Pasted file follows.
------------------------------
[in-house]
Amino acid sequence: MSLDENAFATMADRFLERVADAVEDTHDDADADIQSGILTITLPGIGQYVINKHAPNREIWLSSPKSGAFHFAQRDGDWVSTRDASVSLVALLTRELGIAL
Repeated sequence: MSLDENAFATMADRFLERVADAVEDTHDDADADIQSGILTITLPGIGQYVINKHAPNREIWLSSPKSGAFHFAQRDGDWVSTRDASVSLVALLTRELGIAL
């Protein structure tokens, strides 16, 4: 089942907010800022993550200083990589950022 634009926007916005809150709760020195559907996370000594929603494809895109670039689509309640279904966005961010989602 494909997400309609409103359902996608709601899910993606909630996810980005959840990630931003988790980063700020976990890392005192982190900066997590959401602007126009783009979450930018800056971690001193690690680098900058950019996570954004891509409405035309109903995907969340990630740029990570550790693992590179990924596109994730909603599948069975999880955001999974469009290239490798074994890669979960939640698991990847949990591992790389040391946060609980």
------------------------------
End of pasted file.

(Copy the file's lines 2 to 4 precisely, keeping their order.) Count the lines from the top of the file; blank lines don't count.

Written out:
Amino acid sequence: MSLDENAFATMADRFLERVADAVEDTHDDADADIQSGILTITLPGIGQYVINKHAPNREIWLSSPKSGAFHFAQRDGDWVSTRDASVSLVALLTRELGIAL
Repeated sequence: MSLDENAFATMADRFLERVADAVEDTHDDADADIQSGILTITLPGIGQYVINKHAPNREIWLSSPKSGAFHFAQRDGDWVSTRDASVSLVALLTRELGIAL
């Protein structure tokens, strides 16, 4: 089942907010800022993550200083990589950022 634009926007916005809150709760020195559907996370000594929603494809895109670039689509309640279904966005961010989602 494909997400309609409103359902996608709601899910993606909630996810980005959840990630931003988790980063700020976990890392005192982190900066997590959401602007126009783009979450930018800056971690001193690690680098900058950019996570954004891509409405035309109903995907969340990630740029990570550790693992590179990924596109994730909603599948069975999880955001999974469009290239490798074994890669979960939640698991990847949990591992790389040391946060609980």